Program set to help stop foreclosures

posted on:
October 6, 2008

author:
David Holden

Lawyers kick off plan here to aid state homeowners

Lawyers in Huntsville will kick off a statewide program here today to assist homeowners in danger of losing their houses because of mortgage foreclosures, according to the Alabama State Bar Association.

The campaign will have a staggered rollout throughout the state, said Tom Methvin, president-elect of the bar association. The Huntsville/Madison County area is being targeted first because of the high number of reported foreclosures, he said.

“The Alabama State Bar is concerned about the high number of foreclosures in the state,” he said. “It’s very easy in Alabama for lenders to foreclose on a mortgage and take someone’s house.”

In August alone, 55 homes were in some stage of foreclosure in the Huntsville area, compared to 19 the previous year, according to RealtyTrac, a company that follows foreclosures nationwide and posts the results on the Internet. Alabama reported 827 foreclosures in August, up 30 percent compared to a year ago.

Additionally, about 30 percent of the population of Alabama is below the federal poverty line, Methvin said. They are “sitting ducks” for predatory lenders, he said.

“We don’t want anyone to lose their house without a chance to have assistance from a lawyer,” he said.

There are various ways distressed homeowners can receive free help from a lawyer through Legal Services Alabama, Methvin said. Help negotiating with lenders is available to those of all income levels. Assistance for those who need to go to court is available only to low-income homeowners, he said.

“At no cost, legal aid attorneys will interview homeowners by phone and may write a letter on their behalf to the lender, for example, or, depending upon the circumstance, they will try to negotiate a workout of the mortgage,” he said.

“In some cases, the attorney may represent the homeowner in various stages of foreclosure litigation, including mediation, but this option is limited to low-income individuals.”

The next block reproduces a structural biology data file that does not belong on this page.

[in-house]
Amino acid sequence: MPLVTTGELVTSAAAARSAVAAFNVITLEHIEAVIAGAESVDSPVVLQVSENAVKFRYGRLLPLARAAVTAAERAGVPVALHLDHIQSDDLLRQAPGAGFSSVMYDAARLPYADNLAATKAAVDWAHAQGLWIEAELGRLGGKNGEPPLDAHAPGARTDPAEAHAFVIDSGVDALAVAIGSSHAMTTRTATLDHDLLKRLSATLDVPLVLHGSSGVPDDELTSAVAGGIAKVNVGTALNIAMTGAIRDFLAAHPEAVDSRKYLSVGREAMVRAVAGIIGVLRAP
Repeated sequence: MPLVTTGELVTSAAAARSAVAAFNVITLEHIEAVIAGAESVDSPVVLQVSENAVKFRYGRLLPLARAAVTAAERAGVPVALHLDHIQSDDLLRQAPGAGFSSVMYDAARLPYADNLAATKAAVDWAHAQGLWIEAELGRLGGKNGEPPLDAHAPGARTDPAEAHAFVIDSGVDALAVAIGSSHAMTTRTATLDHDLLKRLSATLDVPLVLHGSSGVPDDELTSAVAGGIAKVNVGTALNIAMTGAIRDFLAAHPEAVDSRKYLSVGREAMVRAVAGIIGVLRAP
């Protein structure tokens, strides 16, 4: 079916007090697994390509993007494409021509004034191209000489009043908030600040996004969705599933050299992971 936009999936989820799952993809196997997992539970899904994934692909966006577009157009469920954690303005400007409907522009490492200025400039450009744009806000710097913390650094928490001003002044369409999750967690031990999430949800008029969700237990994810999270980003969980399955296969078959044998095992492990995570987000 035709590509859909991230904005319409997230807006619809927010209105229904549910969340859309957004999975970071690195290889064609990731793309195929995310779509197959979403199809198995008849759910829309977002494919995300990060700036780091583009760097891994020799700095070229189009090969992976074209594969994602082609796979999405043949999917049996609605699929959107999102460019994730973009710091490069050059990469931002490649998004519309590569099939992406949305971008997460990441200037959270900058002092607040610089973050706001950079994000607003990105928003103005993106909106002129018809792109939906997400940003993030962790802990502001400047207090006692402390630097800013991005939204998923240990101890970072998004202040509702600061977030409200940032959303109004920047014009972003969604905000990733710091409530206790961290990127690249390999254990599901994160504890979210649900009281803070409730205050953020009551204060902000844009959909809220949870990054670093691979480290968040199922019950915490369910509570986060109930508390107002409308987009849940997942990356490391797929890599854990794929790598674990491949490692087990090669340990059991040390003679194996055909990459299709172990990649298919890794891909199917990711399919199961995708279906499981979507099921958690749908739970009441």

Under a public-awareness and education campaign, homeowners facing foreclosure can call a toll-free hot line at 877-393-2333. They will be connected with a legal aid attorney who will advise them about the various stages of the process and furnish free legal assistance.

“Homeowners need to know there are options, but the key to a successful outcome is early intervention, and I can’t stress that enough,” Methvin said. “If you are having a problem making your monthly payments and believe foreclosure is imminent, you must act now.”

The bar association has available a public-information pamphlet that provides answers to some of the most frequently asked questions about foreclosure. Copies may be downloaded from the bar association’s Web site: www.alabar.org/, then click on “foreclosure resources,” Methvin said.

“We are very concerned about people losing their homes,” he said. “We are also concerned about other related effects of foreclosure such as reducing property values, creating blight with vacant and abandoned properties in neighborhoods, and diminishing the local tax base, which often supports important services, and straining court dockets.”

The state bar and the state Broadcasters Association have produced a series of broadcast messages that will begin airing on radio and TV in Huntsville and surrounding areas, Methvin said.

Alabama allows for two kinds of foreclosure proceedings, judicial and nonjudicial, Methvin said. Nonjudicial foreclosures, the more common type, can occur in a time frame as short as 21 days.

“It is crucial for homeowners who have missed making even one monthly mortgage payment to call the hot line immediately,” he said. “We are committed to assisting consumers who are facing the difficult prospect of losing their homes or filing for bankruptcy.”

Legal Services Alabama is a nonprofit organization providing free civil legal and law-related services to low-income Alabamians in all 67 counties.

The 15,700-member Alabama State Bar is dedicated to promoting the professional responsibility, competence and satisfaction of its members, improving the administration of justice, and increasing public understanding and respect for the law, Methvin said.

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